As you progress through your career, you can typically expect your wealth to increase over time. The savings and investments you build up, perhaps alongside a few salary increases along the way, can help you to accumulate wealth throughout the course of your working life.
However, there’s a perception that growing your wealth during this stage inherently increases your financial security. Yet actually, just because you have more wealth, it doesn’t necessarily mean you are any less financially vulnerable than before.
That’s because, regardless of how much wealth you have, there are certain elements outside of your control that can still affect you and leave you financially vulnerable.
Read on to discover why, and what you can do to help improve your financial security, no matter where you are in your career.
You are just as prone to market fluctuations and downturns
When it comes to market fluctuations and downturns, you are just as exposed to these as anyone else, even if you are a high net worth individual.
In 2020 when the UK government announced a lockdown to slow the spread of Covid-19, the stock market reacted strongly.
As the Guardian reported at the time, the FTSE 100 – an index of the largest 100 UK companies by market capitalisation – fell by 25% in the three months to the end of March. This marked the biggest quarterly contraction in London-listed shares since the Black Monday crisis in October 1987.
When events like this occur, you are arguably just as vulnerable as anyone else. That’s because, while you may have accumulated wealth over time and have more than you did previously, you still have no control over how market fluctuations and downturns will affect your personal holdings.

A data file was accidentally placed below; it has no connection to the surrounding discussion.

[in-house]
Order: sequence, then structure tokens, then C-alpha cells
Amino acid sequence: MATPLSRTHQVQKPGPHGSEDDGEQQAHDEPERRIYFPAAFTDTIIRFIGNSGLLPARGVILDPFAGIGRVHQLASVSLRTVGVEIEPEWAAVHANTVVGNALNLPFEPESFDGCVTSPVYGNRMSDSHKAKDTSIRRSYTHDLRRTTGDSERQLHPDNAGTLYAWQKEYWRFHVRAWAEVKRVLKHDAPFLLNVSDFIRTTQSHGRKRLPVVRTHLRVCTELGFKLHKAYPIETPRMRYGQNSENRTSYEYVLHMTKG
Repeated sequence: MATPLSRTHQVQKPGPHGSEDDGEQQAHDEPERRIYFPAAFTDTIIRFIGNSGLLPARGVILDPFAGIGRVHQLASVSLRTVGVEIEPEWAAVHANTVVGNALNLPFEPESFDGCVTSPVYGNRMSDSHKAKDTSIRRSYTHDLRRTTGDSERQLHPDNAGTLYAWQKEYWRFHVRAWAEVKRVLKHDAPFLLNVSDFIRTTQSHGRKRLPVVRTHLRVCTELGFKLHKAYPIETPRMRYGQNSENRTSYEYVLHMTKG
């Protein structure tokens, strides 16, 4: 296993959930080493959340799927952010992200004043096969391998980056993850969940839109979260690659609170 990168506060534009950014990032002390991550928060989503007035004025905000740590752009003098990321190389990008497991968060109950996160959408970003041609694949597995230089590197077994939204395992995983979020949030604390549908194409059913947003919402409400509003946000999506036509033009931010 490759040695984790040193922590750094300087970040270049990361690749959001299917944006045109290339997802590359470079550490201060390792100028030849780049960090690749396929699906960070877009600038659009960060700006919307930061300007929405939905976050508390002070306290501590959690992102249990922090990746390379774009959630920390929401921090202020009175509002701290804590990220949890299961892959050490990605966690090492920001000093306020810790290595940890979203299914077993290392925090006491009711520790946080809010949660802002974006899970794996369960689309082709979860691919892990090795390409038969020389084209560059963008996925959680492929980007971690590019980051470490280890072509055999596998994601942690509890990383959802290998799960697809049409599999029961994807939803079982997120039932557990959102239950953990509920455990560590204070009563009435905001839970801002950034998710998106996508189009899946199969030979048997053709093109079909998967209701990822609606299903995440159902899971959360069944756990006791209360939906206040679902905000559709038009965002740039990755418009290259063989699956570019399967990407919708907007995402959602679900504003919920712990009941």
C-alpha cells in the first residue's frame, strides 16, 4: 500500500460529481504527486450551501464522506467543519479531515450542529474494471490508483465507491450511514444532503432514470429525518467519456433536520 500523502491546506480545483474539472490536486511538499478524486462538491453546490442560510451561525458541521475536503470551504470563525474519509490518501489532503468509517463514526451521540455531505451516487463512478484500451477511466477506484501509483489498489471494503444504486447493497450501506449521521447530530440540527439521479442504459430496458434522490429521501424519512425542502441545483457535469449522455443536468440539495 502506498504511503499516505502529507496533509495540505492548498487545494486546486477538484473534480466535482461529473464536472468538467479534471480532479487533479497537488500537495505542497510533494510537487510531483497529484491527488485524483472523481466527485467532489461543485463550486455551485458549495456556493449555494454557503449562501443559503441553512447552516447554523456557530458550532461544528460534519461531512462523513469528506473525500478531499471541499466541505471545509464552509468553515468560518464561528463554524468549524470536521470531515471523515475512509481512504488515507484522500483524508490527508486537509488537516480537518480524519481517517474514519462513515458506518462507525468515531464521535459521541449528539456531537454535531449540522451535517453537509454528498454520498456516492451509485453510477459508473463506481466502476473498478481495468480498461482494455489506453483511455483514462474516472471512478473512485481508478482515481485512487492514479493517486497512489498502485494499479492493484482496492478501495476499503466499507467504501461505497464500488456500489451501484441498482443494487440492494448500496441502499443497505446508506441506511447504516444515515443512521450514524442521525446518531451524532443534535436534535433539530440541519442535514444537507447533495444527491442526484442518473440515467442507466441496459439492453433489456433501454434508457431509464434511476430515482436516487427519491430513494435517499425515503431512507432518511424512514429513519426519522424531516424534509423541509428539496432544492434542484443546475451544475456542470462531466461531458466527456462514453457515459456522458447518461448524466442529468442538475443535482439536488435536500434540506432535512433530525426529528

A 25% fall is a 25% fall, no matter how much you have, and could have seriously disrupted your progress towards your goals.
For example, had you been on the cusp of retiring, seeing your pension fund fall by that amount could have forced you to re-evaluate how much income you would have had once you stopped working.
In a case like this, having more wealth might not have necessarily protected you from market volatility.
How to protect yourself against market fluctuations and downturns
First and foremost, it’s important to remember to stay calm in the face of such events. Typically, stock markets will stabilise over time, so doing nothing in the face of volatility and waiting for a recovery can often be the most sensible course of action.
That said, a practical step you can take to protect yourself in moments like these could be to hold an emergency fund of cash that you can draw on if you ever need to.
For example, when the FTSE 100 fell in value in 2020, being able to draw on cash and leave your assets invested may have prevented you from turning a paper loss into a real one.
Crucially, though, it’s worth thinking about this emergency fund in terms of your expenses, rather than as a fixed figure. This can help to ensure that is of a sufficient size over time.